The views expressed in this article are the author's own and do not necessarily reflect Fair Observer’s editorial policy.
*[This article was originally published by Institute of Modern Russia on March 7, 2012].
For more than 10 years, Fair Observer has been free, fair and independent. No billionaire owns us, no advertisers control us. We are a reader-supported nonprofit. Unlike many other publications, we keep our content free for readers regardless of where they live or whether they can afford to pay. We have no paywalls and no ads.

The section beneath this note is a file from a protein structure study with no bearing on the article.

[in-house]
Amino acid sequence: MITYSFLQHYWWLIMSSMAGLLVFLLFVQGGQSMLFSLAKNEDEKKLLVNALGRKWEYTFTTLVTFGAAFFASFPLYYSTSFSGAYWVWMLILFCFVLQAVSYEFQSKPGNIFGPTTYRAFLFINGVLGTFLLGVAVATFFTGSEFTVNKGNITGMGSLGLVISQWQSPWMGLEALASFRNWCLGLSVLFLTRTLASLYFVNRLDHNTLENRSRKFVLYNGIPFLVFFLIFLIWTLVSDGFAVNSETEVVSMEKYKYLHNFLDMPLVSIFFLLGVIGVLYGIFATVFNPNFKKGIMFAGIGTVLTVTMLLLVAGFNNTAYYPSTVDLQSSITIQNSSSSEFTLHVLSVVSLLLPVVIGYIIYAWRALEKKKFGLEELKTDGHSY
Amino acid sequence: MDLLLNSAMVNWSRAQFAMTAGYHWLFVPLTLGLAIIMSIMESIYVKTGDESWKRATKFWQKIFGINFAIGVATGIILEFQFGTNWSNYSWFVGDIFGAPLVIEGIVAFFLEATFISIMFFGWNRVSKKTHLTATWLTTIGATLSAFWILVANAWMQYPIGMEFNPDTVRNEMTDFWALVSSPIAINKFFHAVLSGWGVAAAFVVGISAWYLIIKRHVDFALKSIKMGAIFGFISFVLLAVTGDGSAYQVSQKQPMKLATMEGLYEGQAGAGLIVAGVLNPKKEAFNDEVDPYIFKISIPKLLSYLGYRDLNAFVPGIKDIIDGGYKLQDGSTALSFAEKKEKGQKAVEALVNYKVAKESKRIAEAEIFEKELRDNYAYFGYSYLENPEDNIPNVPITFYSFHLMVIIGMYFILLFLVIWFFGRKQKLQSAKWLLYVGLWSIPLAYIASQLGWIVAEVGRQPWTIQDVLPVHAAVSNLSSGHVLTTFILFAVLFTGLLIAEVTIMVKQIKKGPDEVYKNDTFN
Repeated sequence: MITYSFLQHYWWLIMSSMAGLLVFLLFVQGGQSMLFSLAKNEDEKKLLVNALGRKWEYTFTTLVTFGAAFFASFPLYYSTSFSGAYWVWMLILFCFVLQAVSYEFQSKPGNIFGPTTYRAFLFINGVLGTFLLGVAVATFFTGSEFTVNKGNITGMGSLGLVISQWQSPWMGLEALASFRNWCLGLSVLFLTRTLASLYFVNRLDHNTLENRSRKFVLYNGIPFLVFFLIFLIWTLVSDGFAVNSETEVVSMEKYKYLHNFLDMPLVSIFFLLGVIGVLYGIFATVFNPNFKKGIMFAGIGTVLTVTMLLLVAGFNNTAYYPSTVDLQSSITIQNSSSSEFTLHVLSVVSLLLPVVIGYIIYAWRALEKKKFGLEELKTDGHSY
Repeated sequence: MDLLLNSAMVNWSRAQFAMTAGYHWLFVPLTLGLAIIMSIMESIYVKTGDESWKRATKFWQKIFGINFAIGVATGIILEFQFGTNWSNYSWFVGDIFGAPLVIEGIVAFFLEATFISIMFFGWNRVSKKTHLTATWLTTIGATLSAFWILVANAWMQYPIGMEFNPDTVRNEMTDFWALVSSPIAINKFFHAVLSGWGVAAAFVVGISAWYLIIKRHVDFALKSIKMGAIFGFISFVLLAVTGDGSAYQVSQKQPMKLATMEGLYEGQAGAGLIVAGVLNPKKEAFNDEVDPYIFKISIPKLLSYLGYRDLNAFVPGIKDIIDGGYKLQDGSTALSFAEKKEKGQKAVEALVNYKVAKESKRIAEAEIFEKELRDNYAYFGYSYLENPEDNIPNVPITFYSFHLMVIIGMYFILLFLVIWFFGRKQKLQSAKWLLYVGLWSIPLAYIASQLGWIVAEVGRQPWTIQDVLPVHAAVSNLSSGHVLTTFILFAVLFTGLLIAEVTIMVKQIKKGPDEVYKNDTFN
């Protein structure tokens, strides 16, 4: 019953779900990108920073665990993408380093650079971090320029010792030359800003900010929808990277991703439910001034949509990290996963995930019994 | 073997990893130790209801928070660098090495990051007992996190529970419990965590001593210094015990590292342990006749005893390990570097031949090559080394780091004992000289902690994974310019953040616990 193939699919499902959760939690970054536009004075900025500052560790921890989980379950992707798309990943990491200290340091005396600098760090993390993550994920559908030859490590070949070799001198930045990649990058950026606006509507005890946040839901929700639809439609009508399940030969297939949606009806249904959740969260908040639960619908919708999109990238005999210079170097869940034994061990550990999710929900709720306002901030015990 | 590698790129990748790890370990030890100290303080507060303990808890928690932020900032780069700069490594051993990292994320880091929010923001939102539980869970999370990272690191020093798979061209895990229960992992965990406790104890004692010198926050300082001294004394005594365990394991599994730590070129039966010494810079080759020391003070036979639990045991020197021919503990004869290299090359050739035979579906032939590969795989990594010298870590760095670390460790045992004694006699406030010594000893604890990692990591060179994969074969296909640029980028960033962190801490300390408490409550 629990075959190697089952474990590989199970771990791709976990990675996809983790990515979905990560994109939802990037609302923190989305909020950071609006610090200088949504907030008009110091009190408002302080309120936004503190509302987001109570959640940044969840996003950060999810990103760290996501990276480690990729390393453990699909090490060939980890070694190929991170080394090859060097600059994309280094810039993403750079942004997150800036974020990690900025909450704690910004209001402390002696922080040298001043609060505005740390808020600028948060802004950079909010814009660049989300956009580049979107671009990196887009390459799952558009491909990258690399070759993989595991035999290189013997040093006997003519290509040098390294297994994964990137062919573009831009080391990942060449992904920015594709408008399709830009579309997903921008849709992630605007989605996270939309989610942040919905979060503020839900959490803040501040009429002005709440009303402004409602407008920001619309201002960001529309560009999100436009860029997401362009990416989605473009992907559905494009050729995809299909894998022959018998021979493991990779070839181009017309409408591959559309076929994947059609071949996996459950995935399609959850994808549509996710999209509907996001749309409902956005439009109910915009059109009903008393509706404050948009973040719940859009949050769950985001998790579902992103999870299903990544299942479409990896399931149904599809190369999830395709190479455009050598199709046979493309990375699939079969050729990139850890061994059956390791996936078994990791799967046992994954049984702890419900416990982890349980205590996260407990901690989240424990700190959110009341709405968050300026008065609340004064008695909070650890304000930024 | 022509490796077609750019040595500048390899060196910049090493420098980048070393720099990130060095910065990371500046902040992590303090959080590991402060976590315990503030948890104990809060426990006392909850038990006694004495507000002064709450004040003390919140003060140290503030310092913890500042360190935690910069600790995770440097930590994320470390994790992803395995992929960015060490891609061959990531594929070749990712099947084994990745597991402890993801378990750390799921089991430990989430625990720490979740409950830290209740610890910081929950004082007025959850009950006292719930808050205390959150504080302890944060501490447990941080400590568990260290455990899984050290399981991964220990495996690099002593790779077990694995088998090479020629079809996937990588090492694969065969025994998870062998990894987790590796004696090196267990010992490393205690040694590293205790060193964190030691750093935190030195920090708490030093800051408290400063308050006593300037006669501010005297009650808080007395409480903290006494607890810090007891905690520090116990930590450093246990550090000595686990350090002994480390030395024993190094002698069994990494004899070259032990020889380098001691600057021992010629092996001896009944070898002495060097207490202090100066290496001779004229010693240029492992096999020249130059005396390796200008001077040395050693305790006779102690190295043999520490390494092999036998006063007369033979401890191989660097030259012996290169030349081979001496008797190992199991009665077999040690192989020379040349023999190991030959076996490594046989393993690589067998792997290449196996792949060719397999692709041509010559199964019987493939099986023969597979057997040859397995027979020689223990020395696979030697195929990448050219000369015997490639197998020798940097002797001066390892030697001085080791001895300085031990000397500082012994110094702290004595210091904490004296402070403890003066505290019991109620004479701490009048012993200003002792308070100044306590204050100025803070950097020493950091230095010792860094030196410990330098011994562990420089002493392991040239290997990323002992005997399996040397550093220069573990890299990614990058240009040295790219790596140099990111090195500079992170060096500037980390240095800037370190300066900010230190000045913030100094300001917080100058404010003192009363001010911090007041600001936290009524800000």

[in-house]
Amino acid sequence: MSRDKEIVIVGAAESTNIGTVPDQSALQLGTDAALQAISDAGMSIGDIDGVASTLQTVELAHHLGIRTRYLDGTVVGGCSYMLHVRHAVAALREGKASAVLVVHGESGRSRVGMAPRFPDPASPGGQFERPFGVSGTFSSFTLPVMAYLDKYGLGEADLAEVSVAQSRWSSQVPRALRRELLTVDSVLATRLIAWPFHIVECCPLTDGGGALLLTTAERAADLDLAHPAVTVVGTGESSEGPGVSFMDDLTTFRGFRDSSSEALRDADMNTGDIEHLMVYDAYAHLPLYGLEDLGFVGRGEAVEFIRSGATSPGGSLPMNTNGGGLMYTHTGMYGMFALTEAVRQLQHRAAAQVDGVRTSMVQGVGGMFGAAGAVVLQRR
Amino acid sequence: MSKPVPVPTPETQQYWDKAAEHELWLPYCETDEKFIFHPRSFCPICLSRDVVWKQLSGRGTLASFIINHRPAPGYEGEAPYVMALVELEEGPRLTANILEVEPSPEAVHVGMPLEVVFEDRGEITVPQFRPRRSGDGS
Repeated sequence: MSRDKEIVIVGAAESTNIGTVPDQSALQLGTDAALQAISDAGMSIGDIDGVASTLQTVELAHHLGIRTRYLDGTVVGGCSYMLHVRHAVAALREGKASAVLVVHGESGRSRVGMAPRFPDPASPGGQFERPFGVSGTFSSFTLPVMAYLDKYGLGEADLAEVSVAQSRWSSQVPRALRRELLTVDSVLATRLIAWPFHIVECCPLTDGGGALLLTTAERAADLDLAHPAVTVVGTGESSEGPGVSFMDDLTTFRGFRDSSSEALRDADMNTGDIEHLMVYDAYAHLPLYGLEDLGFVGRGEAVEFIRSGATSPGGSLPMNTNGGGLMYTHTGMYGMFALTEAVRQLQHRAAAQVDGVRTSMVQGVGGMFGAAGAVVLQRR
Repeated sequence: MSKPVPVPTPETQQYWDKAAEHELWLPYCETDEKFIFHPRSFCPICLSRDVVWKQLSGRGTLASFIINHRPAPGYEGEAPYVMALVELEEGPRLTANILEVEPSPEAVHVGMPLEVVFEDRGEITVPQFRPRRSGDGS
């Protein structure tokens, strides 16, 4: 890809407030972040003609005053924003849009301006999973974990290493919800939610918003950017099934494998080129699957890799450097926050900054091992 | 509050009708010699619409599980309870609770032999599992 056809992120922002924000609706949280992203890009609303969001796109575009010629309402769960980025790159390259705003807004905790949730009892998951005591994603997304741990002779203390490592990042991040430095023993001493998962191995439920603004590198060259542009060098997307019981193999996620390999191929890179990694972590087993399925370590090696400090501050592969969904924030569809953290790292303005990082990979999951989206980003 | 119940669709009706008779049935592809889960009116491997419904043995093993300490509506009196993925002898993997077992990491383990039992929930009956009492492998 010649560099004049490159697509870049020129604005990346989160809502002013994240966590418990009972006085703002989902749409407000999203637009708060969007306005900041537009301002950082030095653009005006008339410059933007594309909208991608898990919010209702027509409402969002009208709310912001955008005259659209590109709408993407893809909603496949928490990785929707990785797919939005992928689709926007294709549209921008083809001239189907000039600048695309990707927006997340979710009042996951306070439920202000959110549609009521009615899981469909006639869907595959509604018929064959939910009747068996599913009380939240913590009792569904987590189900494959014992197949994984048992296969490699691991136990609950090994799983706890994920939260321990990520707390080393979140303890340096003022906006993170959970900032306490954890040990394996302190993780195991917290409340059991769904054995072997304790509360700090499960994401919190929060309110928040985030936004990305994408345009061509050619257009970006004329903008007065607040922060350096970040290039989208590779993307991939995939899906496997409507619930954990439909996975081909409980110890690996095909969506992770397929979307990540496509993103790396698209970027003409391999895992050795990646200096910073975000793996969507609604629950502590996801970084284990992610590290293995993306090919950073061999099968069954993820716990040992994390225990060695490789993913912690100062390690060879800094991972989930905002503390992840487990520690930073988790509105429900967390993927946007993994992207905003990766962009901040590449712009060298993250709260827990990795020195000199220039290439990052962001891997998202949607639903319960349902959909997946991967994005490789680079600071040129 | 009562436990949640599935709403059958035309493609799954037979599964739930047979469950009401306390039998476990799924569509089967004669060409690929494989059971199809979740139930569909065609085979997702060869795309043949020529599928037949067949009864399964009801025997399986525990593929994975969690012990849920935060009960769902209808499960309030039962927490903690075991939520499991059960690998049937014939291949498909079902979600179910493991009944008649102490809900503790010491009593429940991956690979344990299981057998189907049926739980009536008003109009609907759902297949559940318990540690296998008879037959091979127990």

In the post-truth era of fake news, echo chambers and filter bubbles, we publish a plurality of perspectives from around the world. Anyone can publish with us, but everyone goes through a rigorous editorial process. So, you get fact-checked, well-reasoned content instead of noise.
We publish 2,500+ voices from 90+ countries. We also conduct education and training programs on subjects ranging from digital media and journalism to writing and critical thinking. This doesn’t come cheap. Servers, editors, trainers and web developers cost money. Please consider supporting us on a regular basis as a recurring donor or a sustaining member.